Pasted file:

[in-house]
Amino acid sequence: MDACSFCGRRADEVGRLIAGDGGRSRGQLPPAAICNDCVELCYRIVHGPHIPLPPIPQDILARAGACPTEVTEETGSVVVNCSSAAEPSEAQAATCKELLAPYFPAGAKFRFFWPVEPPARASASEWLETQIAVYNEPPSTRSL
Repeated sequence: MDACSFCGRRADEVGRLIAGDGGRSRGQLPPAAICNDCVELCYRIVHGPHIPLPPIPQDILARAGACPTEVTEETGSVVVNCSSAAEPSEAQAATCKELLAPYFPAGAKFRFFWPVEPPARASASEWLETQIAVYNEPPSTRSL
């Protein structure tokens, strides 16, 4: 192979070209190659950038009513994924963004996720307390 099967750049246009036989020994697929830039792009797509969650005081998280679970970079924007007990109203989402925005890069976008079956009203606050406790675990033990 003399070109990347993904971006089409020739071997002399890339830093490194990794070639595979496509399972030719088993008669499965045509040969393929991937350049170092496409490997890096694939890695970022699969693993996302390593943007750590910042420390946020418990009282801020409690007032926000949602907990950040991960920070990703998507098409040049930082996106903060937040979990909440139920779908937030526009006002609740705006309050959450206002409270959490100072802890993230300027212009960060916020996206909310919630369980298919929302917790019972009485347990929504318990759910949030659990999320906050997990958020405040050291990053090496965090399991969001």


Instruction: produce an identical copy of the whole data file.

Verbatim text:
[in-house]
Amino acid sequence: MDACSFCGRRADEVGRLIAGDGGRSRGQLPPAAICNDCVELCYRIVHGPHIPLPPIPQDILARAGACPTEVTEETGSVVVNCSSAAEPSEAQAATCKELLAPYFPAGAKFRFFWPVEPPARASASEWLETQIAVYNEPPSTRSL
Repeated sequence: MDACSFCGRRADEVGRLIAGDGGRSRGQLPPAAICNDCVELCYRIVHGPHIPLPPIPQDILARAGACPTEVTEETGSVVVNCSSAAEPSEAQAATCKELLAPYFPAGAKFRFFWPVEPPARASASEWLETQIAVYNEPPSTRSL
């Protein structure tokens, strides 16, 4: 192979070209190659950038009513994924963004996720307390 099967750049246009036989020994697929830039792009797509969650005081998280679970970079924007007990109203989402925005890069976008079956009203606050406790675990033990 003399070109990347993904971006089409020739071997002399890339830093490194990794070639595979496509399972030719088993008669499965045509040969393929991937350049170092496409490997890096694939890695970022699969693993996302390593943007750590910042420390946020418990009282801020409690007032926000949602907990950040991960920070990703998507098409040049930082996106903060937040979990909440139920779908937030526009006002609740705006309050959450206002409270959490100072802890993230300027212009960060916020996206909310919630369980298919929302917790019972009485347990929504318990759910949030659990999320906050997990958020405040050291990053090496965090399991969001």